Glaser had come to London having heard there was work in the folk clubs for American singers. ‘I sang mostly in London, often at the Singers Club, but there were other less rigid folk clubs around Richmond, Putney and Kingston where I ended up living. Aside from maternity leave I was at Kingston Art School throughout the Sixties. I met Eric Clapton there in 1961, John Renbourn a couple of years later, and met Sandy when I went back there in 1965 after my daughter was born.’
In his self-titled autobiography, Eric Clapton says: ‘I met, and followed around for a while, an American female folk singer called Gina Glaser. She was the first American musician I had been anywhere near, and I was starstruck. Her speciality was old Civil War songs like “Pretty Peggyo” and “Marble Town”. She had a beautiful clear voice and played an immaculate clawhammer style.’ As his playing improved, Clapton began playing in a pub in Kingston called the Crown, until he was eventually thrown out of art college at the end of his first year.
‘Gina took Sandy under her wing and Sandy absorbed a lot from her,’ continues Renbourn. ‘She helped Sandy transform herself from being the girl in the pub singing Joan Baez songs to singing beautiful old songs and phrasing more like Gina.’
‘We talked about phrasing and technique,’ says Glaser, ‘which to me is the most important thing about singing. She used to tell people that I influenced her but I think it was more that I encouraged her, especially fostering her interest in traditional songs because that’s what I used to sing. Sandy knew she was good. She was insecure on many different levels but never about her music, at least not then.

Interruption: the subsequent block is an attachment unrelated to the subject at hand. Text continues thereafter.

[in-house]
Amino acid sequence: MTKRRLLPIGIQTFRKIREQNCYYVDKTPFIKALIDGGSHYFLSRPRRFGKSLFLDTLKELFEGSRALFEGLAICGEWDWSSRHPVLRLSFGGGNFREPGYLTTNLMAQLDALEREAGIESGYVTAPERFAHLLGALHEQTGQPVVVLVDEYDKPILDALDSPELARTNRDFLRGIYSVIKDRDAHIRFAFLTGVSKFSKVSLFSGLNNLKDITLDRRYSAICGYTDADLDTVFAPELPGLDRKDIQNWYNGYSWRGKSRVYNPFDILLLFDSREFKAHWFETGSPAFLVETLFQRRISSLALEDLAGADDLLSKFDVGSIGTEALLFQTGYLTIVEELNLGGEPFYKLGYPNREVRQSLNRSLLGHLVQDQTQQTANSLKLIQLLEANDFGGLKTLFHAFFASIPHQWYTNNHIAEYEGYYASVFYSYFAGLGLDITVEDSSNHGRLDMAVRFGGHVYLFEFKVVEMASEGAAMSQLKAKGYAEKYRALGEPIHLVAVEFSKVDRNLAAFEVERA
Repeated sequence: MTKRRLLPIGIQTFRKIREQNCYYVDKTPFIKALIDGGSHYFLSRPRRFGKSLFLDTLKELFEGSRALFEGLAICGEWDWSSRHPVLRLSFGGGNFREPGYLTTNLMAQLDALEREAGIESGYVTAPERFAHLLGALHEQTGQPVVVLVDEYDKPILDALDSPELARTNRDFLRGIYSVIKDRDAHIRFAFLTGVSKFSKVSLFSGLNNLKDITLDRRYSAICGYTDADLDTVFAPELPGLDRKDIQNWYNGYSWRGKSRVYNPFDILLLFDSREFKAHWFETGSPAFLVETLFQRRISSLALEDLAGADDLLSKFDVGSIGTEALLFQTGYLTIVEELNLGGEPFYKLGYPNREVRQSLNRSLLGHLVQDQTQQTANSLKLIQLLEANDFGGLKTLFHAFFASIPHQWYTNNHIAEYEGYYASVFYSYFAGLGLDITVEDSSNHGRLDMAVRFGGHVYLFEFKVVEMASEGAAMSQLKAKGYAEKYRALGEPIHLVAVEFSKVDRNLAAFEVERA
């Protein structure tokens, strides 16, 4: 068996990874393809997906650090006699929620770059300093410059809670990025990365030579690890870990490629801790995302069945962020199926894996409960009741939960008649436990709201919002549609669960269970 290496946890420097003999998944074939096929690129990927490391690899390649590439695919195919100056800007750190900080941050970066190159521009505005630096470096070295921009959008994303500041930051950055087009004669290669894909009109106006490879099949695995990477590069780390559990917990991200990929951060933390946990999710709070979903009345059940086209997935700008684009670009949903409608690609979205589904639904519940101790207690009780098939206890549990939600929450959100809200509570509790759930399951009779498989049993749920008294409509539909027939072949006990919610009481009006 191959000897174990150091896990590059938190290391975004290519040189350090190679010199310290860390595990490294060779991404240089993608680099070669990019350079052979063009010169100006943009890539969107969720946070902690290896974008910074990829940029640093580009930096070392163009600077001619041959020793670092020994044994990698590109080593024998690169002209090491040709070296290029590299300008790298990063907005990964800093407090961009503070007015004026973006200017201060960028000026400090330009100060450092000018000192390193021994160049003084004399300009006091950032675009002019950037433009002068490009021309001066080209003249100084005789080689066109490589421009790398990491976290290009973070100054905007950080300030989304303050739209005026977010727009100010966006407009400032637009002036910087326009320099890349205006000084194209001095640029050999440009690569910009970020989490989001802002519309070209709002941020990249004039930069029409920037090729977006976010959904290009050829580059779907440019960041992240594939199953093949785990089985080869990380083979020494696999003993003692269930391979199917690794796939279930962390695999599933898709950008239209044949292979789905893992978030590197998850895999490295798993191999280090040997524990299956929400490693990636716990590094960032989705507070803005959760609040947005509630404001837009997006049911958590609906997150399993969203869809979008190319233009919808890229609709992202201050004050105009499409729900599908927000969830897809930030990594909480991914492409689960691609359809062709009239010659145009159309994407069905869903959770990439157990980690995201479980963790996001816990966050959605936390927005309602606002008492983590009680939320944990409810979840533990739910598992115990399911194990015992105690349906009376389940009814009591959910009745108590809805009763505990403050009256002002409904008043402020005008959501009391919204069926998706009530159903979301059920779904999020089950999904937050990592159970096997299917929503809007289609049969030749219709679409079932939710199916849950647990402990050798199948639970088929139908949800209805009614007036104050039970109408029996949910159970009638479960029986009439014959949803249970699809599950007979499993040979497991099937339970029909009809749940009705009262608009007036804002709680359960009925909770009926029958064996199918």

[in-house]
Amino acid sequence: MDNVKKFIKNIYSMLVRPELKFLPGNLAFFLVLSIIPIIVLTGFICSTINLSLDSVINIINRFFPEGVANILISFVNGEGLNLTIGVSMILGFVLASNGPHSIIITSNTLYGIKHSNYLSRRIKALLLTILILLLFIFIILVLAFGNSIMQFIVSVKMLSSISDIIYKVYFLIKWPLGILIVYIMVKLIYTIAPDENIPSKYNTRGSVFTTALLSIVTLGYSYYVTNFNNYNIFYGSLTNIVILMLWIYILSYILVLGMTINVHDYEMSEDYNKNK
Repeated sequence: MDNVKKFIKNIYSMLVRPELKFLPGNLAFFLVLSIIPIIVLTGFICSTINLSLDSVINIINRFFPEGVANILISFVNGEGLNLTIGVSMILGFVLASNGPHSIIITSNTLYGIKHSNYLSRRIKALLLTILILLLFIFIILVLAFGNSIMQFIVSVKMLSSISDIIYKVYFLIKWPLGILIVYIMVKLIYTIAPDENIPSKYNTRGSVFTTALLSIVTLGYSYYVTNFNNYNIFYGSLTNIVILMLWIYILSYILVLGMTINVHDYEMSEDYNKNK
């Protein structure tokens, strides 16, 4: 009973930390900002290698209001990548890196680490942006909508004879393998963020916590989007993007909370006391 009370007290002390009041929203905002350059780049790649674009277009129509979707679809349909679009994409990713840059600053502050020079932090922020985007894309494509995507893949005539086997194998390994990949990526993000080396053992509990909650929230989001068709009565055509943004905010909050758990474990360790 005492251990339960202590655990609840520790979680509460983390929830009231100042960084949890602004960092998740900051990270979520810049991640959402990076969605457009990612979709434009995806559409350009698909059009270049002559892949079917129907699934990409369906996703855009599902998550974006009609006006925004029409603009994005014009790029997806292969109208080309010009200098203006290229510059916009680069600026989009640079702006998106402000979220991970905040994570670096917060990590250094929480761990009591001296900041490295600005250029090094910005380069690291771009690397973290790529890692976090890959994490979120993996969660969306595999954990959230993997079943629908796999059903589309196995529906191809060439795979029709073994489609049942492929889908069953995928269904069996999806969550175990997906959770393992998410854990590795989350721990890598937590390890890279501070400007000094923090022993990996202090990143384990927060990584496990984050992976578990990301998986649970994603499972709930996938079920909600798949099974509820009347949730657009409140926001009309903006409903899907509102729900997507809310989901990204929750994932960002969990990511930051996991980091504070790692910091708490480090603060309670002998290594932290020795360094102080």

‘I was not surprised when Sandy gave up art and left Kingston. They all gave it up – John Renbourn didn’t stay the whole course, Eric Clapton certainly didn’t. There were plenty who stuck around, got their degrees and who would end up teaching, but that’s not what Sandy wanted at all. It was a stepping stone to growing up. She enjoyed her time at Kingston. She was good too, her drawings were lovely. Kingston was a very competitive school and she would never have got in without definite skills. She liked sculpture but her thrust was always music; art soon became secondary to her.’
For Sandy the art school experience in the mid-Sixties was typical of so many musicians because it gave them the freedom to juggle playing music with classes and it brought them into contact with kindred spirits. As it was she joined the massed ranks art school drop outs which included Keith Richards who went to Sidcup Art School, Jimmy Page to Sutton, Pete Townshend went to Ealing, Ray Davies to Hornsey while Brian Ferry studied under Richard Hamilton in Newcastle; for all of them and not least Sandy Denny, art school was almost the classic training ground for future British rock stars – and folk rock stars – of the Sixties.
Photographs: Ezzidin Alwan / Digital Media Kingston University